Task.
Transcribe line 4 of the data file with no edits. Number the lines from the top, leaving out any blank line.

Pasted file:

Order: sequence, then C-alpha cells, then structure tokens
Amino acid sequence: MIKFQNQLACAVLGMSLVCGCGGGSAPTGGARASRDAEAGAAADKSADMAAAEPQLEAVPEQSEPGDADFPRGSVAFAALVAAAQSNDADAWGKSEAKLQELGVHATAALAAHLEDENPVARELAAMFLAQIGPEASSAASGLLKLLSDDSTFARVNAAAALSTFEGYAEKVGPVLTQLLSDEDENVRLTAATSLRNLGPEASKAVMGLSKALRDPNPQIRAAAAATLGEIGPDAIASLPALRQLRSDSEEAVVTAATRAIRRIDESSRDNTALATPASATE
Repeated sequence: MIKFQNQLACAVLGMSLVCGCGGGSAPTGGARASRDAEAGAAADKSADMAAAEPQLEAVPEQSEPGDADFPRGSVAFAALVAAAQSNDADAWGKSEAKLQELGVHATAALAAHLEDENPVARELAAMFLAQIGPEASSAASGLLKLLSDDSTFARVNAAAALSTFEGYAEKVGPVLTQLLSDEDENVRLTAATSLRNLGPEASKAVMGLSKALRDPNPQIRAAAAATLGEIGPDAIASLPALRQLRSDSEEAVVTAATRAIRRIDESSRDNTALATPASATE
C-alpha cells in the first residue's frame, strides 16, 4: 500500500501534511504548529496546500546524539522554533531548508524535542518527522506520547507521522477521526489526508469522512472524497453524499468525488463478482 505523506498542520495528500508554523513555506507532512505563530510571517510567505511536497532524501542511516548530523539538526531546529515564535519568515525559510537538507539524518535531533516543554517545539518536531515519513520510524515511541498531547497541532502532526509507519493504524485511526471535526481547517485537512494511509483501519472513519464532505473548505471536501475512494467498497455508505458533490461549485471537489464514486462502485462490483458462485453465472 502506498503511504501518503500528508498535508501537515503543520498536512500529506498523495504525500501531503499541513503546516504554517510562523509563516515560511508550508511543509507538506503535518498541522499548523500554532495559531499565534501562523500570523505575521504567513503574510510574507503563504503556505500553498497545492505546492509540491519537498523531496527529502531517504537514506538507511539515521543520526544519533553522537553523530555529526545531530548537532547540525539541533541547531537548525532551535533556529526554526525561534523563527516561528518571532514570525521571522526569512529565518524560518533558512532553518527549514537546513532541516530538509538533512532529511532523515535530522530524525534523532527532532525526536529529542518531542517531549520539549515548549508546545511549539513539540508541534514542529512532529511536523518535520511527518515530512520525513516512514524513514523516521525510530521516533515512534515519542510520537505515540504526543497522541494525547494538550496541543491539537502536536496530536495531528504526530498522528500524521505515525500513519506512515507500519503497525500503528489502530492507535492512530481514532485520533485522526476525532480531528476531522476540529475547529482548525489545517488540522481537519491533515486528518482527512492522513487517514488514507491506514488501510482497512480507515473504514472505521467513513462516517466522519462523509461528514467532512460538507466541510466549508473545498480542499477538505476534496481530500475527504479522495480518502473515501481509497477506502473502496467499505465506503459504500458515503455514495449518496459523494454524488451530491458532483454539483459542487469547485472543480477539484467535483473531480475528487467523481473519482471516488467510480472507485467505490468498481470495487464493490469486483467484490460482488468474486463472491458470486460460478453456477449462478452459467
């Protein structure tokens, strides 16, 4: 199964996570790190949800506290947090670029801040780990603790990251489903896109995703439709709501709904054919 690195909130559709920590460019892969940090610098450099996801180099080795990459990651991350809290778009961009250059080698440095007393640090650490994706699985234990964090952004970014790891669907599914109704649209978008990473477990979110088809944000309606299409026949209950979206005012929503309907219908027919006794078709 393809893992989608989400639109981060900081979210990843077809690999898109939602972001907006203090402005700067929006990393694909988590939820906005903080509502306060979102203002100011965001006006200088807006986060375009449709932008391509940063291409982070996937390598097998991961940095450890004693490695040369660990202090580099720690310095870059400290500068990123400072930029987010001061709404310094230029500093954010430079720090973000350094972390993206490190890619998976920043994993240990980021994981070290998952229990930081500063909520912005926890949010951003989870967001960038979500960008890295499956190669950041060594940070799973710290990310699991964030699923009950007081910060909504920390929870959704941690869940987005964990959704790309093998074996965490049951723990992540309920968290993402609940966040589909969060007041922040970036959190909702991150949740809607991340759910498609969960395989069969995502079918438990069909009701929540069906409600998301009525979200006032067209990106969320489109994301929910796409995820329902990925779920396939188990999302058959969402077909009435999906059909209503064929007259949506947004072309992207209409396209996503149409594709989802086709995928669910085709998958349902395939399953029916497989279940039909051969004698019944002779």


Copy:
C-alpha cells in the first residue's frame, strides 16, 4: 500500500501534511504548529496546500546524539522554533531548508524535542518527522506520547507521522477521526489526508469522512472524497453524499468525488463478482 505523506498542520495528500508554523513555506507532512505563530510571517510567505511536497532524501542511516548530523539538526531546529515564535519568515525559510537538507539524518535531533516543554517545539518536531515519513520510524515511541498531547497541532502532526509507519493504524485511526471535526481547517485537512494511509483501519472513519464532505473548505471536501475512494467498497455508505458533490461549485471537489464514486462502485462490483458462485453465472 502506498503511504501518503500528508498535508501537515503543520498536512500529506498523495504525500501531503499541513503546516504554517510562523509563516515560511508550508511543509507538506503535518498541522499548523500554532495559531499565534501562523500570523505575521504567513503574510510574507503563504503556505500553498497545492505546492509540491519537498523531496527529502531517504537514506538507511539515521543520526544519533553522537553523530555529526545531530548537532547540525539541533541547531537548525532551535533556529526554526525561534523563527516561528518571532514570525521571522526569512529565518524560518533558512532553518527549514537546513532541516530538509538533512532529511532523515535530522530524525534523532527532532525526536529529542518531542517531549520539549515548549508546545511549539513539540508541534514542529512532529511536523518535520511527518515530512520525513516512514524513514523516521525510530521516533515512534515519542510520537505515540504526543497522541494525547494538550496541543491539537502536536496530536495531528504526530498522528500524521505515525500513519506512515507500519503497525500503528489502530492507535492512530481514532485520533485522526476525532480531528476531522476540529475547529482548525489545517488540522481537519491533515486528518482527512492522513487517514488514507491506514488501510482497512480507515473504514472505521467513513462516517466522519462523509461528514467532512460538507466541510466549508473545498480542499477538505476534496481530500475527504479522495480518502473515501481509497477506502473502496467499505465506503459504500458515503455514495449518496459523494454524488451530491458532483454539483459542487469547485472543480477539484467535483473531480475528487467523481473519482471516488467510480472507485467505490468498481470495487464493490469486483467484490460482488468474486463472491458470486460460478453456477449462478452459467